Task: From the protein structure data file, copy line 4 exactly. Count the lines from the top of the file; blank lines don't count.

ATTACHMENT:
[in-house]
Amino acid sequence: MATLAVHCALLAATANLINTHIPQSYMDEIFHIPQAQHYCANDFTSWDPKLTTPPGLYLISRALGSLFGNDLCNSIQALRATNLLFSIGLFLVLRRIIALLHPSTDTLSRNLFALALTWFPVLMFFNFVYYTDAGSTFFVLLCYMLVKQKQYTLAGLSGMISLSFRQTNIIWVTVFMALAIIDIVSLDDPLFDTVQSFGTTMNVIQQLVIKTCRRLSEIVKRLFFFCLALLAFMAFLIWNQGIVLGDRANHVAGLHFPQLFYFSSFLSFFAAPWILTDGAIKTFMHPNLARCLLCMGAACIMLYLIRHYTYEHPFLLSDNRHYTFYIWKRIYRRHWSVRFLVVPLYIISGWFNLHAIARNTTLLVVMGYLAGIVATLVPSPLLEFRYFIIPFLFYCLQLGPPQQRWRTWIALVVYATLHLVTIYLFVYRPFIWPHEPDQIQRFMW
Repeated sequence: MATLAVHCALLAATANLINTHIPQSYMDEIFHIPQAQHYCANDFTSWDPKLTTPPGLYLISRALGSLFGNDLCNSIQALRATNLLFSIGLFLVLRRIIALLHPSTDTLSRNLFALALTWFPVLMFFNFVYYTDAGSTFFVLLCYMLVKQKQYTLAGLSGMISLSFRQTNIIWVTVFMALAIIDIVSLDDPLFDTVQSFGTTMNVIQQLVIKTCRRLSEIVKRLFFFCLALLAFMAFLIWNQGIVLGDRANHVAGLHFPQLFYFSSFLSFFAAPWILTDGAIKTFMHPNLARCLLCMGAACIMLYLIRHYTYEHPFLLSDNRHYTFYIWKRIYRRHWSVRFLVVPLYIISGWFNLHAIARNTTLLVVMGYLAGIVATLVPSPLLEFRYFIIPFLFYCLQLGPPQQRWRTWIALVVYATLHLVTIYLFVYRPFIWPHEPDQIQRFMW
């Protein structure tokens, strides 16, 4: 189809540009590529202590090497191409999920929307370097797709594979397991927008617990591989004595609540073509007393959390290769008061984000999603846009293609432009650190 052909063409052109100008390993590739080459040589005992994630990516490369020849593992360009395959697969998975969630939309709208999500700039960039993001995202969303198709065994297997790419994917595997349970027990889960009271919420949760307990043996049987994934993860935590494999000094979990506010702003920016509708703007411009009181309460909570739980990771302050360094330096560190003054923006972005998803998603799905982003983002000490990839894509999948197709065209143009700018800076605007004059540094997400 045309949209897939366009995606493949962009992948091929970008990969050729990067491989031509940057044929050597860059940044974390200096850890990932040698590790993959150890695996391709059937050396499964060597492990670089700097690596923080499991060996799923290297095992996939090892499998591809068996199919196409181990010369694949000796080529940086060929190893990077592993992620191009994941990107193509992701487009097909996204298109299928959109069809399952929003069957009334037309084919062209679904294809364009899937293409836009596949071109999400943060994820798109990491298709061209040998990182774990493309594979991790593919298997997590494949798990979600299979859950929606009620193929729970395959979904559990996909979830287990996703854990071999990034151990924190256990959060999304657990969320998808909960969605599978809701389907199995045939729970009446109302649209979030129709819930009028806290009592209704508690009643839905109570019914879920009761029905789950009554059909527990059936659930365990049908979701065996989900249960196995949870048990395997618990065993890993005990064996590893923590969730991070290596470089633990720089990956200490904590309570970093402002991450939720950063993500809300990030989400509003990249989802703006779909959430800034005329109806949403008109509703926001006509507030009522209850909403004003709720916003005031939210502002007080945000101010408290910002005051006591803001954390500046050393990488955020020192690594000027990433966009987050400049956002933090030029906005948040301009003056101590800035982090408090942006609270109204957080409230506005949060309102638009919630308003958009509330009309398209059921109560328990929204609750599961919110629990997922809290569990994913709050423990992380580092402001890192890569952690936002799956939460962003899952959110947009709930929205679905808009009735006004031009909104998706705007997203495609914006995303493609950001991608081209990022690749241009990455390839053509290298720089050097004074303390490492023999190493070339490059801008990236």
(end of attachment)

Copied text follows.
């Protein structure tokens, strides 16, 4: 189809540009590529202590090497191409999920929307370097797709594979397991927008617990591989004595609540073509007393959390290769008061984000999603846009293609432009650190 052909063409052109100008390993590739080459040589005992994630990516490369020849593992360009395959697969998975969630939309709208999500700039960039993001995202969303198709065994297997790419994917595997349970027990889960009271919420949760307990043996049987994934993860935590494999000094979990506010702003920016509708703007411009009181309460909570739980990771302050360094330096560190003054923006972005998803998603799905982003983002000490990839894509999948197709065209143009700018800076605007004059540094997400 045309949209897939366009995606493949962009992948091929970008990969050729990067491989031509940057044929050597860059940044974390200096850890990932040698590790993959150890695996391709059937050396499964060597492990670089700097690596923080499991060996799923290297095992996939090892499998591809068996199919196409181990010369694949000796080529940086060929190893990077592993992620191009994941990107193509992701487009097909996204298109299928959109069809399952929003069957009334037309084919062209679904294809364009899937293409836009596949071109999400943060994820798109990491298709061209040998990182774990493309594979991790593919298997997590494949798990979600299979859950929606009620193929729970395959979904559990996909979830287990996703854990071999990034151990924190256990959060999304657990969320998808909960969605599978809701389907199995045939729970009446109302649209979030129709819930009028806290009592209704508690009643839905109570019914879920009761029905789950009554059909527990059936659930365990049908979701065996989900249960196995949870048990395997618990065993890993005990064996590893923590969730991070290596470089633990720089990956200490904590309570970093402002991450939720950063993500809300990030989400509003990249989802703006779909959430800034005329109806949403008109509703926001006509507030009522209850909403004003709720916003005031939210502002007080945000101010408290910002005051006591803001954390500046050393990488955020020192690594000027990433966009987050400049956002933090030029906005948040301009003056101590800035982090408090942006609270109204957080409230506005949060309102638009919630308003958009509330009309398209059921109560328990929204609750599961919110629990997922809290569990994913709050423990992380580092402001890192890569952690936002799956939460962003899952959110947009709930929205679905808009009735006004031009909104998706705007997203495609914006995303493609950001991608081209990022690749241009990455390839053509290298720089050097004074303390490492023999190493070339490059801008990236």